Paul Branch, the COO of IACCM (the International Association of Contract and Commercial Management) asks this question in his Reimagine session, “Antidotes to the top 10 pitfalls of contract and commercial management.” Branch knows the answer, as his organization has done research into the actual cost of ineffective contract management. A staggering 9.2% of topline revenue on average is left on the table every year as a consequence of ineffective contract and commercial management.
This negative impact is part of what orient’s IACCM’s vision of something better: a world where all commercial relationships deliver both social and economic benefits. As Branch describes it, contracts are the lifeblood of those commercial relationships, which is why managing contracting effectively is so essential. Achieving effective management requires contract lifecycle management technology.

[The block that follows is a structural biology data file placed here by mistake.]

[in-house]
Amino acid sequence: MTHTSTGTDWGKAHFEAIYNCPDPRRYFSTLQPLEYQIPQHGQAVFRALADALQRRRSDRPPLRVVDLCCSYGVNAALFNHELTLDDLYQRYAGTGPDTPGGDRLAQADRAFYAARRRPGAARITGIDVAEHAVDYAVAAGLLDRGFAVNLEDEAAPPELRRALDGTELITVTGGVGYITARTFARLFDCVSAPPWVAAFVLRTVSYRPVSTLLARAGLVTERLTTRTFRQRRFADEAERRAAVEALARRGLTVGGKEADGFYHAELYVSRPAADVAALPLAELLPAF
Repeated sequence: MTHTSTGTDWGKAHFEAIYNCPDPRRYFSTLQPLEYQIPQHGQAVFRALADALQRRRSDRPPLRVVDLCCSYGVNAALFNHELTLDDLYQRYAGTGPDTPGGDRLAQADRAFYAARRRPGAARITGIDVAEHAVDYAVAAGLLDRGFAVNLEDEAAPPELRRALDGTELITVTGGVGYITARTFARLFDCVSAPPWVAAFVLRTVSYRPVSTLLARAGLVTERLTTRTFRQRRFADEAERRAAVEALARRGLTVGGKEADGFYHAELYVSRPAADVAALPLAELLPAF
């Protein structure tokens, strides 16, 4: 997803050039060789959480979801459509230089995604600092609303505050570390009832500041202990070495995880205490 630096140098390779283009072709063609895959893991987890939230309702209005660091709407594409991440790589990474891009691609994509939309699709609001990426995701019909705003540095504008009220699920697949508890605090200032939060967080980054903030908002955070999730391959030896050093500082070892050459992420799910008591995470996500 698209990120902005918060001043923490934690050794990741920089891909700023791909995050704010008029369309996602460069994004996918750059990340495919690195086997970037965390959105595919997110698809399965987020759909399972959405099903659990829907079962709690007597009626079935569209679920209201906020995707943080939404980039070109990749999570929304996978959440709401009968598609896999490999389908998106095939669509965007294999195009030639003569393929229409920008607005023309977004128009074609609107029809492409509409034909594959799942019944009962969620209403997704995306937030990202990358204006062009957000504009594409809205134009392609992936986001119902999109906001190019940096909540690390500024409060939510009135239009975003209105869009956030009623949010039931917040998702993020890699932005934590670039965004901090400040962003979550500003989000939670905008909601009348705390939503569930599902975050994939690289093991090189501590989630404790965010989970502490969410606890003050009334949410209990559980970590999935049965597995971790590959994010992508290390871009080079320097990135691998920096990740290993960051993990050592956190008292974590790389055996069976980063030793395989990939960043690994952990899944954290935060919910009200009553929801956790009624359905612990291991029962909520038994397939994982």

But this is easier said than done. There are common reasons that this is a vision and not, in most cases, a reality. Specifically, there are a number of pitfalls that commonly occur when managing contracts, both pre- and post-award. The results of these pitfalls are significant. Branch cites IACCM research that found that 85% of executives lack key data and insights on the performance of their contracts. More than 9 out of 10 managers admit they find contracts difficult to read or difficult to understand.
Branch’s session takes an in-depth look at the primary pitfalls encountered when it comes to deploying CLM technologies effectively. Watch Branch’s full session to learn more about these common CLM pitfalls and how your organization can address and avoid them.